Tuesday, January 1, 2008

Flux Factory being evicted

Sorry, guys. Here's another one I missed somehow:

Flux Factory began in Williamsburg in 1994 and moved to its present location five years ago to flee the rising rents of Brooklyn. It has grown into one of the city's most beloved art groupse city, sponsoring such off-beat projects as building a monument to the city of Paterson, N.J., marathon group novel-writing, and walking tours of fake street art.

MTA takeover puts Factory in Flux

They settled in Long Island City in 2002, and signed a 15-year lease only to find out last year that they would be homeless again.

Lenny Gartner, the owner of Flux Factory's building, said that the MTA made one, "take-it-or-leave-it" offer.


Anonymous said...

Now, if this is some tweeded group money will be ready to not only keep them, but expand their programs.

But these are artists. As far as the clubhouse is concerned, unless you can sit on a Queens based arts board (to add some polish to your brutish resume) arts are for some retired bored amateur from Malba.

You can always get a photo op surrounded by beaming faces when you go to a senior center art exhibit featuring things like pets, flowers, or the wonderful diversity of Queens.

Anonymous said...

These guys were on borrowed time in Queens when they set an exhibit up in the Queens museum and started to burrow through the flimsy sheetrock in the building.

They were actually featured in Harpers Magazine a few years back.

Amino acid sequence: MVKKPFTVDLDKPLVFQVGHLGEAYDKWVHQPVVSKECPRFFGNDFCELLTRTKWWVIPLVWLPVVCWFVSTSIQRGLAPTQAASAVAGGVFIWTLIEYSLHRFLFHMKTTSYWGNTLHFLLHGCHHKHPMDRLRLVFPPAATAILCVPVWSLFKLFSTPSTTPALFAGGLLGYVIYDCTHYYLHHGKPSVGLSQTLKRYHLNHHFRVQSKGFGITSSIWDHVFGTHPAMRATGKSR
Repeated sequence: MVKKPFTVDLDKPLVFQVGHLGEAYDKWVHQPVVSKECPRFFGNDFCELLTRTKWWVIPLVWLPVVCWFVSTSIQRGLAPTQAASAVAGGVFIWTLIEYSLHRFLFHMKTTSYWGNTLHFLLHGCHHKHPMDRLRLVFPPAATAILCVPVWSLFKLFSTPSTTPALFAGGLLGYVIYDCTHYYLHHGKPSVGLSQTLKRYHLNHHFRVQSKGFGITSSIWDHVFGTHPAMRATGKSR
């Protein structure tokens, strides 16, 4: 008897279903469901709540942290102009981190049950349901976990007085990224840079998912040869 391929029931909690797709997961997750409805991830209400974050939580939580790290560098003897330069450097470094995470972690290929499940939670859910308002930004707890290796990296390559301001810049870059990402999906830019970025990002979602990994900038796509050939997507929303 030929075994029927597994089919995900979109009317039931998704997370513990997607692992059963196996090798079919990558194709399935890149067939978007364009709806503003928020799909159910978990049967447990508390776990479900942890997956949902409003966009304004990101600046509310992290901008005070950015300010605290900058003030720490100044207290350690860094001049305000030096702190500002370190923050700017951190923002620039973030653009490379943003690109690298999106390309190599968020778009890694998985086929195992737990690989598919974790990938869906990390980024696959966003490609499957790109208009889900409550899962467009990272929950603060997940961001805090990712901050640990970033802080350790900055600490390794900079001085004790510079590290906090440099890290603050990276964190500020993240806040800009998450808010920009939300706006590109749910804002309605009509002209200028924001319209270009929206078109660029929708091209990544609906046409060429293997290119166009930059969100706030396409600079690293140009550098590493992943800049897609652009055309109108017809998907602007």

Anonymous said...

Yet another example of "the arts"
being USED to pioneer
and build up the image of an area.

When it's fully ripened
and primed for "development"....
the real estate moguls move in
and convince the hipsters,
who HAVE THE expendable $$$$$,
to gobble up the neighborhood.

The ARTISTS are expendable.

They've done their job transforming the area
and are immediately encouraged to leave!

Thus the Christlike figure
of the artist as a sacrificial lamb
continues into perpetuity.

Anonymous said...


THAT sucks. I always liked their work on 43rd St when I lived in Sunnyside. They added to the neighborhood in ways unquantifiable and profound. Their building (and block) however, sucked. Industrial Maspeth, Laurel Hill or Blissville is where they should look, though they are all too far from the subway.

Anonymous said...

Next stop ? BUSHWICK

Anonymous said...

Sad, sad, sad. I wrote about these guys a couple of times for the Queens Chronicle and always enjoyed their hilariously inventive art. Another reason I'm happy I moved back to Manhattan after getting priced out of Queens(!).